Monday, 13 June 2011

Day 3 - elegant pissing

Hasty email from a girlfriend: ‘You must draw under the Westway – it’s nuts!!!! Get a bit of that ganja in your lungs and you may even enjoy it. Wear Converse and clothes with labels (not M&S) and a few cans of spray paint in pink/purple and silver. Forget Isobel and call yourself IZZY much more impressive in metre high letters. Probly to be on the safe side a couple of rubbers would be a good idea too!!!! Sounds Fun!!!’

So far I have been offered weed, cigarettes and coffee but not sex, solvents or alcohol. I don’t have any Converse. My labels today are Clarks, Muji, H&M, the Israeli army and, to keep out the cold, Max Mara and black opaques from M&S.

I draw Michael while he talks and gesticulates. He did three years’ service with the Israeli army and translates the care label on my military jacket for me. It dates from 1972, the year before the Yom Kippur War. I point to some damage in the fabric. ‘A bullet?’ I ask. ‘A needle,’ he says.

Gusty wind. I use two perfect clementines as weights but my drawing paper goes flying and one clementine rolls thirty feet away. I bustle after my drawings but leave the clementine, a point of gold on the asphalt.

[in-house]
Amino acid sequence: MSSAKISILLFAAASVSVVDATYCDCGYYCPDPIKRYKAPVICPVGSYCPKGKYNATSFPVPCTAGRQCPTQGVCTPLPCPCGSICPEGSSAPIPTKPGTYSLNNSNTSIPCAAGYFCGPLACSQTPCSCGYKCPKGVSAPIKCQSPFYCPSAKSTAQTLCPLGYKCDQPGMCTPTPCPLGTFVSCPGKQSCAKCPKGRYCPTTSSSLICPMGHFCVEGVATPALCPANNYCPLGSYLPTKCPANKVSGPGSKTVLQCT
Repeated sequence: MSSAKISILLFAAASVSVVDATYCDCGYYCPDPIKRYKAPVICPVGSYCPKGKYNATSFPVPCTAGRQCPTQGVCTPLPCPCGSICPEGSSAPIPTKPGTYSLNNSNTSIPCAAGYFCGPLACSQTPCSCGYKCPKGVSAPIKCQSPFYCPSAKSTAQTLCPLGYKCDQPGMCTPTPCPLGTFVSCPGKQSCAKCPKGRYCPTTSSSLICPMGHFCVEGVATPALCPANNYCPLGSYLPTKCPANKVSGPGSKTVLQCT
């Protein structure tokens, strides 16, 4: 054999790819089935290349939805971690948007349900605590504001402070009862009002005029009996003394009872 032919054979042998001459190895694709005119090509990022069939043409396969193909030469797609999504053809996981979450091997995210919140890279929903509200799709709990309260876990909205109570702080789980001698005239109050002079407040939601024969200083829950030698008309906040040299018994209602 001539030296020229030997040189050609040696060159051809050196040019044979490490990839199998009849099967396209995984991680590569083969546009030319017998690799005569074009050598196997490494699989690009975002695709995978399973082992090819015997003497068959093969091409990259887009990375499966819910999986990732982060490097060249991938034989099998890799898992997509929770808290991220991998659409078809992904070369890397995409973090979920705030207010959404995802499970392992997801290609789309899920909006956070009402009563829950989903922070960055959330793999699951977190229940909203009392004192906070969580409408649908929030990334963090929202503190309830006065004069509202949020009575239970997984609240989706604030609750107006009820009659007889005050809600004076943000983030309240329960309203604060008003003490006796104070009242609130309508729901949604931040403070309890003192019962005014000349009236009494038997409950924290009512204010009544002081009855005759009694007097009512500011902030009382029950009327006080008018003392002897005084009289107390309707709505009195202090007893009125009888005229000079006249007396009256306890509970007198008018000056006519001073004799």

On the other side of Portobello Road, a man without a mobile phone is waiting by a poster that says:

Space FOR EVERYONE
Green spaces
Innovative arts
Room to PERFORM.

He sits on a bollard, stands, sighs, stares, walks around, sits. I draw him over and over again. He waits for more than an hour, disappears behind a wall, presumably to pee, reappears, walks away.

Oh Christ, what’s that on my paper? Coffee? Birdshit?

A statuesque Jamaican in ankle-length fitted black coat and wide trilby, carrying a heavy laundry bag, returns my look with penetrating black eyes, swaggers past, dumps the bag and elegantly pisses through the railings into the unresisting bushes of Portobello Green. Why don’t I draw this? He turns, retrieves his bag, strides off and scoops up the clementine. He is the most beautiful creature I see all day.

Two children cycle up and stare at my hazy, hard-to-read sketches of people in movement. ‘Wicked,’ says one. ‘Stay and let me draw you,’ I plead, but they are gone.

A phrase comes into my head: ‘to my heart’s content.’

Oh God, a noisy lopsided drunk with can of lager. Please let him not notice me. But in this asphalt-coloured coat I am invisible. He accosts a couple of stray smokers instead. ‘New York, New York,’ he sings. ‘Glory glory hallelujah.’

I get two paper cuts. Not enough blood to draw with.

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